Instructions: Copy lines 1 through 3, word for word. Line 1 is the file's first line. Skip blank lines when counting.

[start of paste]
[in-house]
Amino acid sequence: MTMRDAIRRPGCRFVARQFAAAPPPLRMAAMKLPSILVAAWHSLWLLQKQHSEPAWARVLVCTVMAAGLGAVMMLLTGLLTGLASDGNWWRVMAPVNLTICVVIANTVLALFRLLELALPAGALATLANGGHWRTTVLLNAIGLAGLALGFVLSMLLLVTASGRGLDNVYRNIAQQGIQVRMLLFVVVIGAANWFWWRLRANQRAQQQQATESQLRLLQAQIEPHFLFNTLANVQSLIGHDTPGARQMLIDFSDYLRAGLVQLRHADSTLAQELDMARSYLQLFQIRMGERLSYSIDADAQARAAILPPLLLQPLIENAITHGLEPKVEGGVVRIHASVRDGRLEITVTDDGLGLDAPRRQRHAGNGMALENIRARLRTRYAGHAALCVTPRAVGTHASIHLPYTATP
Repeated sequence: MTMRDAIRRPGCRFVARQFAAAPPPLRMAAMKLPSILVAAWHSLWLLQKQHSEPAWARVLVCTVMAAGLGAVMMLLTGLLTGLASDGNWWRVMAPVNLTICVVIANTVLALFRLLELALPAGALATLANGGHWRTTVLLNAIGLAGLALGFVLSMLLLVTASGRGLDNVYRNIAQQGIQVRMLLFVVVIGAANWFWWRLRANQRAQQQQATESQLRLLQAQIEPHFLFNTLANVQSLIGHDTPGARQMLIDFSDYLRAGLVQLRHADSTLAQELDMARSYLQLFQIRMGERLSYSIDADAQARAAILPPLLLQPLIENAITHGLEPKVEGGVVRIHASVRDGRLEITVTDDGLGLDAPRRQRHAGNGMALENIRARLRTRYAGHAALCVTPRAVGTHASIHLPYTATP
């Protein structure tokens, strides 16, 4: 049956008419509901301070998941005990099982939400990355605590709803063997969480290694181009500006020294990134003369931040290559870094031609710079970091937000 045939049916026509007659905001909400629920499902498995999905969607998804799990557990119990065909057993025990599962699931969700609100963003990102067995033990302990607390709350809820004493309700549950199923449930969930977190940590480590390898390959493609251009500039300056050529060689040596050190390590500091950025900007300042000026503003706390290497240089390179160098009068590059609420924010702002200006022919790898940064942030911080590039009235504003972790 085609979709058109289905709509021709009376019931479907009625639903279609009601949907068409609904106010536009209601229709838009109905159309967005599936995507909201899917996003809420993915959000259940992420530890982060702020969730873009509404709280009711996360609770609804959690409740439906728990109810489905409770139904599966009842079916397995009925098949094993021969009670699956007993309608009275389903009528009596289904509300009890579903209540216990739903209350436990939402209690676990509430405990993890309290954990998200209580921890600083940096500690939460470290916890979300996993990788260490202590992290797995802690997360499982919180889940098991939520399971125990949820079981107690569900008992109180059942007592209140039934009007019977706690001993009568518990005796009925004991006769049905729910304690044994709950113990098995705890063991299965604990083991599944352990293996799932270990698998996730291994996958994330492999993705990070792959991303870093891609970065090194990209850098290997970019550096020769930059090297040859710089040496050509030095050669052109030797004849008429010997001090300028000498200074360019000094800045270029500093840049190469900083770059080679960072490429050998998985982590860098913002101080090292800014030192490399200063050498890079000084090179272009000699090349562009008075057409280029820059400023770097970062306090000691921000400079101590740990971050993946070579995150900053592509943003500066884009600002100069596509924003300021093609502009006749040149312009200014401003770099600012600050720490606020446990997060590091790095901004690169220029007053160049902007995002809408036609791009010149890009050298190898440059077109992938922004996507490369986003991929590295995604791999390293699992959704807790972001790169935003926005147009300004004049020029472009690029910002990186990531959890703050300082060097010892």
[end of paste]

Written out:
[in-house]
Amino acid sequence: MTMRDAIRRPGCRFVARQFAAAPPPLRMAAMKLPSILVAAWHSLWLLQKQHSEPAWARVLVCTVMAAGLGAVMMLLTGLLTGLASDGNWWRVMAPVNLTICVVIANTVLALFRLLELALPAGALATLANGGHWRTTVLLNAIGLAGLALGFVLSMLLLVTASGRGLDNVYRNIAQQGIQVRMLLFVVVIGAANWFWWRLRANQRAQQQQATESQLRLLQAQIEPHFLFNTLANVQSLIGHDTPGARQMLIDFSDYLRAGLVQLRHADSTLAQELDMARSYLQLFQIRMGERLSYSIDADAQARAAILPPLLLQPLIENAITHGLEPKVEGGVVRIHASVRDGRLEITVTDDGLGLDAPRRQRHAGNGMALENIRARLRTRYAGHAALCVTPRAVGTHASIHLPYTATP
Repeated sequence: MTMRDAIRRPGCRFVARQFAAAPPPLRMAAMKLPSILVAAWHSLWLLQKQHSEPAWARVLVCTVMAAGLGAVMMLLTGLLTGLASDGNWWRVMAPVNLTICVVIANTVLALFRLLELALPAGALATLANGGHWRTTVLLNAIGLAGLALGFVLSMLLLVTASGRGLDNVYRNIAQQGIQVRMLLFVVVIGAANWFWWRLRANQRAQQQQATESQLRLLQAQIEPHFLFNTLANVQSLIGHDTPGARQMLIDFSDYLRAGLVQLRHADSTLAQELDMARSYLQLFQIRMGERLSYSIDADAQARAAILPPLLLQPLIENAITHGLEPKVEGGVVRIHASVRDGRLEITVTDDGLGLDAPRRQRHAGNGMALENIRARLRTRYAGHAALCVTPRAVGTHASIHLPYTATP